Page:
Flash Vacuum Pyrolysis of Sulfamoyl Azides and Chlorides: Facile Gas-phase Generation of Transient N-sulfonylamines J. Anal. Appl. Pyrol. (IF 3.468) Pub Date : 2018-07-23 Yan Lu, Hongmin Li, Huabin Wan, Qian Liu, Guohai Deng, Xiaoqing Zeng
Two sulfamoyl azides, H2NS(O)2N3 and MeN(H)S(O)2N3, have been isolated as neat substances and characterized. The solid-state structure of the parent molecule H2NS(O)2N3 has been established with X-ray crystallography. The thermal decomposition of both azides has been studied by combining flash vacuum pyrolysis (FVP, 400 °C) and matrix-isolation IR spectroscopy. In addition to the complete dissociation fragments for H2NS(O)2N3 (SO2, N2, and H2) and MeN(H)S(O)2N3 (SO2, N2, and CH2NH), the retro-ene decomposition products HN3 and N-sulfonylamines HNSO2 and MeNSO2 form, respectively. Alternatively, quantitative yield of both N-sulfonylamines in the gas phase occurs when sulfamoyl chlorides H2NS(O)2Cl and MeN(H)S(O)2Cl are used as the FVP precursors (400 °C). Consistent with these experimental observations, computational studies on the potential energy profiles for the decomposition of the two azides at the CCSD(T)/aug-cc-pVTZ//B3LYP/6-311++G(3df,3pd) level conclusively suggest that the N2-elimination is energetically more favorable than the HN3-elimination through either retro-ene reaction or 1,2-elimination. In contrast, the facile HCl-elimination from sulfamoyl chlorides provides a general method for the gas-phase generation of N-sulfonylamines, which were known as transient reactive intermediates in synthetic chemistry.
Py-GC/MS based analysis of the influence of citric acid leaching of sugarcane residues as a pretreatment to fast pyrolysis J. Anal. Appl. Pyrol. (IF 3.468) Pub Date : 2018-07-21 Lizet Rodríguez-Machín, Luis E. Arteaga-Pérez, Jop Vercruysse, Raúl Alberto Pérez-Bermúdez, Wolter Prins, Frederik Ronsse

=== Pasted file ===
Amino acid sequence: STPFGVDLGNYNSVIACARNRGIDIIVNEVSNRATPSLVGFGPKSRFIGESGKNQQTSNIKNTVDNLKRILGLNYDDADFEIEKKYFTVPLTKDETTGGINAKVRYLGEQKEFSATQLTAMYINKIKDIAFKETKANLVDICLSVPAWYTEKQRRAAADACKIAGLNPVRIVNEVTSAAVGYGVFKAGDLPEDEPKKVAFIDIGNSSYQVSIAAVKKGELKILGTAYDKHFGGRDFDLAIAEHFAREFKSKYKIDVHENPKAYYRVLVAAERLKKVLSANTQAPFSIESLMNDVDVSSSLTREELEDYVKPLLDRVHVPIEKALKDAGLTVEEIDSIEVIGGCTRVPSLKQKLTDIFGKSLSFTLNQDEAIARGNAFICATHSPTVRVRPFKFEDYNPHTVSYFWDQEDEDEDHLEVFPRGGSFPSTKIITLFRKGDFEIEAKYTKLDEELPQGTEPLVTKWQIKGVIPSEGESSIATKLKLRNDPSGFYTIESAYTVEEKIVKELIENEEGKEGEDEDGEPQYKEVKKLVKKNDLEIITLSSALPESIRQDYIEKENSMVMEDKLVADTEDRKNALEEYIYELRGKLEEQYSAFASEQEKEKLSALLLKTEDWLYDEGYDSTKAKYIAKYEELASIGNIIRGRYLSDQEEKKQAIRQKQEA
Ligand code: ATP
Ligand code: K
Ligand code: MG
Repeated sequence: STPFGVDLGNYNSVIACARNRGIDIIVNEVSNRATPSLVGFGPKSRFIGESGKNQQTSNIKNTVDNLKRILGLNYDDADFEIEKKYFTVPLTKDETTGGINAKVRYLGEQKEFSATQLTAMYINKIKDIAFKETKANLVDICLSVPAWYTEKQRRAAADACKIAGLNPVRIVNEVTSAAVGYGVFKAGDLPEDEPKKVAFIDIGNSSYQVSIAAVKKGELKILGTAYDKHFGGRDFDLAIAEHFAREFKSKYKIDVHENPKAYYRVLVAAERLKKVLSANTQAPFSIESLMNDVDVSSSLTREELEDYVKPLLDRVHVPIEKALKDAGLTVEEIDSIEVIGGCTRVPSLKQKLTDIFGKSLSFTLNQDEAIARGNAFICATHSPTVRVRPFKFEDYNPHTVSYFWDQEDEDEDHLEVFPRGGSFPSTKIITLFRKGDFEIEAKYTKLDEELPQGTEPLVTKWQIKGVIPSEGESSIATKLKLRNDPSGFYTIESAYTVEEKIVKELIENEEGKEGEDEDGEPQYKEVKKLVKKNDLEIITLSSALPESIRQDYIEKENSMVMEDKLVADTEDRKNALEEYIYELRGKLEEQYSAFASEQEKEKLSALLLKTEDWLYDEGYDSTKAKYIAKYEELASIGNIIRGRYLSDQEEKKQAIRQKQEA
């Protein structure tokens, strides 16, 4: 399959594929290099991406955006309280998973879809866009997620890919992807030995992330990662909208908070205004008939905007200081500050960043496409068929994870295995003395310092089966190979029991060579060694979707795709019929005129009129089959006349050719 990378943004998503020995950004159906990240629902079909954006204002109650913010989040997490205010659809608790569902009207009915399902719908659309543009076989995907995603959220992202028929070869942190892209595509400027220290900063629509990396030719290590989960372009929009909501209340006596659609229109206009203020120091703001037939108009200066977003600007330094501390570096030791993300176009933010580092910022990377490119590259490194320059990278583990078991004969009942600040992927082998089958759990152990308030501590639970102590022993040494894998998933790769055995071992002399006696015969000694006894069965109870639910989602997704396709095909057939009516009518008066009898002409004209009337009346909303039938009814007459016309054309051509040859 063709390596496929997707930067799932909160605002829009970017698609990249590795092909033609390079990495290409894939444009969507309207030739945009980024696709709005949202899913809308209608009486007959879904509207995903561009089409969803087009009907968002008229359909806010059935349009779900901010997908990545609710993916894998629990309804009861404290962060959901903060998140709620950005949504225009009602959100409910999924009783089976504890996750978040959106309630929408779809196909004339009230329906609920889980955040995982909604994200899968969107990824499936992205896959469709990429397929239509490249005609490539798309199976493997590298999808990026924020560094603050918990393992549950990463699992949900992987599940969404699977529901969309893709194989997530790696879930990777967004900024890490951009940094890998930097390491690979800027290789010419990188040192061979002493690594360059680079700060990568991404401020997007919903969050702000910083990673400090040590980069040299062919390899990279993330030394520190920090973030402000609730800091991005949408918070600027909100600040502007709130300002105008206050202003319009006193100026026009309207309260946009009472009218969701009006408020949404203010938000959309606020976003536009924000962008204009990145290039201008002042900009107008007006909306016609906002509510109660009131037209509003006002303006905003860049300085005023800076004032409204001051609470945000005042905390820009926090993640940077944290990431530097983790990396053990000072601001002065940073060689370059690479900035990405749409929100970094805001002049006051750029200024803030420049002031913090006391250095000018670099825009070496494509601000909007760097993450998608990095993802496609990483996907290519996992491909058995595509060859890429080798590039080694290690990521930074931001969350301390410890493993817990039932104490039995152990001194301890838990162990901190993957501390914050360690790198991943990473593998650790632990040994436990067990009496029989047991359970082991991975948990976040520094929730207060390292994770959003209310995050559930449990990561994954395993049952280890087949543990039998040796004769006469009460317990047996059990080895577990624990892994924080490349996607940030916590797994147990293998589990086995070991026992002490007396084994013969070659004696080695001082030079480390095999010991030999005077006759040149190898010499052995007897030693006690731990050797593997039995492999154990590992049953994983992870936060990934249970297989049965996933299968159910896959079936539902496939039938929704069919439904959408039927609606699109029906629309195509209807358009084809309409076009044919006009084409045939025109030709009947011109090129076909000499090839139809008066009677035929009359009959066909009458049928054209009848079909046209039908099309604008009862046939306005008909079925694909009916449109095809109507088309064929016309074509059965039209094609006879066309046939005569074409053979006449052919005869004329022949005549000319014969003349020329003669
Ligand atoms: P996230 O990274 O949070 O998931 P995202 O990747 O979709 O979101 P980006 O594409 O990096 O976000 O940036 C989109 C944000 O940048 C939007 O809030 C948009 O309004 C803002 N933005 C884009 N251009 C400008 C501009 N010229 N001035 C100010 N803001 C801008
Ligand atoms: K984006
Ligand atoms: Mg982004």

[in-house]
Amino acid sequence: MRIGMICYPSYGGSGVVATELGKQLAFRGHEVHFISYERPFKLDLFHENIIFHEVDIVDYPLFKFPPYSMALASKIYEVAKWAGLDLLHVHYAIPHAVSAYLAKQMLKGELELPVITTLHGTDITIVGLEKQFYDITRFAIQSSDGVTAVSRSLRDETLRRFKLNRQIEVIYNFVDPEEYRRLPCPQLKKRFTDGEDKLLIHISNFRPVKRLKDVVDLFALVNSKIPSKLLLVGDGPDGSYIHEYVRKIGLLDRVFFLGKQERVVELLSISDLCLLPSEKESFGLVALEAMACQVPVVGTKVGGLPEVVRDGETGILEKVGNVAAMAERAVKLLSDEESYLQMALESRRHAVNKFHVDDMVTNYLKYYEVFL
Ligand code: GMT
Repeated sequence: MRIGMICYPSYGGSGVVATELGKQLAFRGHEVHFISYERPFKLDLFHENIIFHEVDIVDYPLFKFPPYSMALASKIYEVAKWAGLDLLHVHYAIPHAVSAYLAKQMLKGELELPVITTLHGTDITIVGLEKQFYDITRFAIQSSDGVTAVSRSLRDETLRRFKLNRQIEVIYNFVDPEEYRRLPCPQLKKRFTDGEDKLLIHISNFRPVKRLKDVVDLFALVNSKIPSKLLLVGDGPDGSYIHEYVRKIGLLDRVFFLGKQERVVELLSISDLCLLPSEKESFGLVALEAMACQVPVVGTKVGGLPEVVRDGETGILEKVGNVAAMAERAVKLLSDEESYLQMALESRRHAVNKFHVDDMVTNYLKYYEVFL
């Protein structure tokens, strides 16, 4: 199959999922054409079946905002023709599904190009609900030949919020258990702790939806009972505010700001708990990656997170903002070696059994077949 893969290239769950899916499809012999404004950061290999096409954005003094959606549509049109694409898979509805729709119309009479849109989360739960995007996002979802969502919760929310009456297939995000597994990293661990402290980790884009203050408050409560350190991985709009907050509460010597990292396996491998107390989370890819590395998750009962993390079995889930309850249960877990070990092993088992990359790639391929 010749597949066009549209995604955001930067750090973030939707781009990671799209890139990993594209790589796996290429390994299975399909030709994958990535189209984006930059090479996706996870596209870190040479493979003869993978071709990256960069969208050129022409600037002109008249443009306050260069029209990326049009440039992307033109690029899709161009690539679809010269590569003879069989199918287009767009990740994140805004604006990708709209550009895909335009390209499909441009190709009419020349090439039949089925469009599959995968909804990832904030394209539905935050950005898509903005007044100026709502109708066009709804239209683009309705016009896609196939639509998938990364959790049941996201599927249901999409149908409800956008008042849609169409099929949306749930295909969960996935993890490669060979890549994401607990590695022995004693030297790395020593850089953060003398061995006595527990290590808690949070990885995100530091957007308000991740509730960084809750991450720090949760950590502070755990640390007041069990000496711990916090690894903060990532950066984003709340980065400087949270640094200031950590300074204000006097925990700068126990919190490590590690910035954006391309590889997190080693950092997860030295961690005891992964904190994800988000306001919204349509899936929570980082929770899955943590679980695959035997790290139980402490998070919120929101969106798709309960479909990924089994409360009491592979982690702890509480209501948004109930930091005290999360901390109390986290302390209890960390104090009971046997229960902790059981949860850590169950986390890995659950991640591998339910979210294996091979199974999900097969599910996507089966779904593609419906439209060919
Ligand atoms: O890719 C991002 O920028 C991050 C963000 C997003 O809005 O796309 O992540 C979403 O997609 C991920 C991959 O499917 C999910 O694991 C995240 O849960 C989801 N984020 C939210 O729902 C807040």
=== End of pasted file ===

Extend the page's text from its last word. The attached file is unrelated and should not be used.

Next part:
Sugarcane trash (SCT) and sugarcane bagasse (SCB) are prospective feedstock materials for fast pyrolysis. However, their relatively high inorganic content, especially alkali and alkaline earth metals (AAEMs), affects the quality of the produced bio-oil. This study evaluates the effect of SCT and SCB leaching by citric acid (CA) on the chemical composition of pyrolysis vapors, viz. by applying micro-pyrolysis (Py-GC/MS). Comparison was made between CA and well-known leaching agents including H2SO4, HCl and water. Accordingly, biomass samples were previously leached at different temperatures and leaching times. The results indicate that leaching with either citric acid or well-known inorganic acids causes the yields of levoglucosan in the pyrolysis vapors to increase by 5–8 fold. The mild structural changes in the lignocellulosic matrix, caused by hydrolysis during leaching, demonstrated to be as important for subsequent thermal degradation behavior (and thus increased anhydrosugars production) as the suppression of the intrinsic catalytic effect of the inorganic constituents by their removal during leaching. CA treatment generally favored the reduction in the total production of ketones and furans independently of leaching conditions (temperature, time). Differences in the range of leaching conditions tested (T = 25 – 50 °C; t = 1 – 12 h) had only minor influence on the composition of the pyrolysis vapors derived from CA pretreated sugarcane residues.
Two-stage ex-situ catalytic pyrolysis of lignocellulose for the production of gasoline-range chemicals J. Anal. Appl. Pyrol. (IF 3.468) Pub Date : 2018-07-21 Devy K. Ratnasari, Weihong Yang, Pär G. Jönsson
The appropriate system is needed to produce a scalable and economically viable renewable energy from biomass. The objective of this study is to improve the quality of bio-oil, in terms of Organic Liquid Product (OLP), water content, acidity, favourable fractions, as well as gasoline-range chemicals. The influence of a staged layered catalyst system consists of a mesoporous catalyst, Al-MCM-41, and a microporous catalyst, HZSM-5, on the bio-oil quality was investigated. Additionally, the effect of reaction temperatures in the range of 400-600 °C with the optimum staged catalyst system on the catalytic pyrolysis product was analysed. The experiments of lignocellulosic biomass pyrolysis and catalytic pyrolysis were performed using a fixed bed reactor equipped with oil condensers and a gas collection sample bag. The quality of bio-oil produced from the thermal pyrolysis of lignocellulosic biomass, catalytic pyrolysis with single catalysts, catalytic pyrolysis with the staged catalyst system, as well as catalytic pyrolysis with mixed catalyst system was studied. The results show that Al-MCM-41 with HZSM-5 in the staged catalyst system enhanced the production of favourable compounds: hydrocarbons, phenols, furans, and alcohols. The favourable compounds yield that boosted 5.25-6.43% of that with single HZSM-5 catalyst was produced with HZSM-5:Al-MCM-41 mass ratio of 3:1 and 7:1. The pyrolysis and catalysis temperature of 500 °C with HZSM-5:Al-MCM-41 ratio of 3:1 obtained the optimum quality of bio-oil with 11.08 wt.% of OLP, 76.20% of favourable fractions, 41.97 wt.% of water content, low TAN of 43.01 mg-KOH/g, high deoxygenation, as well as high gasoline-range production of 97.89%.